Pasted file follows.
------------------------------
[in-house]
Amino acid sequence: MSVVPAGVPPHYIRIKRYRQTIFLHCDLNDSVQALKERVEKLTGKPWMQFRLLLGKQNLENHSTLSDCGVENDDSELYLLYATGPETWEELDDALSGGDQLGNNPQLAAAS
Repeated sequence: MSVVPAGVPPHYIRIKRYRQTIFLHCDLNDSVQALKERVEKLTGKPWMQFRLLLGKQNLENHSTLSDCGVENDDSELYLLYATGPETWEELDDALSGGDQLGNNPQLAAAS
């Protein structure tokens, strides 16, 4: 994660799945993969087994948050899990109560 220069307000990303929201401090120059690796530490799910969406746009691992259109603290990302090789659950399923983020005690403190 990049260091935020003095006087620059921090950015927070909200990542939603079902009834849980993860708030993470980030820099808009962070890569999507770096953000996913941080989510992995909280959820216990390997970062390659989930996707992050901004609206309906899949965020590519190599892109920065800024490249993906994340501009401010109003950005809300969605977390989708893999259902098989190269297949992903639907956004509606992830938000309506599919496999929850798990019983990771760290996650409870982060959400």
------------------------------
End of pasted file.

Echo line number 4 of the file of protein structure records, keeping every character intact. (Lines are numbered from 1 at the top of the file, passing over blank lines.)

């Protein structure tokens, strides 16, 4: 994660799945993969087994948050899990109560 220069307000990303929201401090120059690796530490799910969406746009691992259109603290990302090789659950399923983020005690403190 990049260091935020003095006087620059921090950015927070909200990542939603079902009834849980993860708030993470980030820099808009962070890569999507770096953000996913941080989510992995909280959820216990390997970062390659989930996707992050901004609206309906899949965020590519190599892109920065800024490249993906994340501009401010109003950005809300969605977390989708893999259902098989190269297949992903639907956004509606992830938000309506599919496999929850798990019983990771760290996650409870982060959400």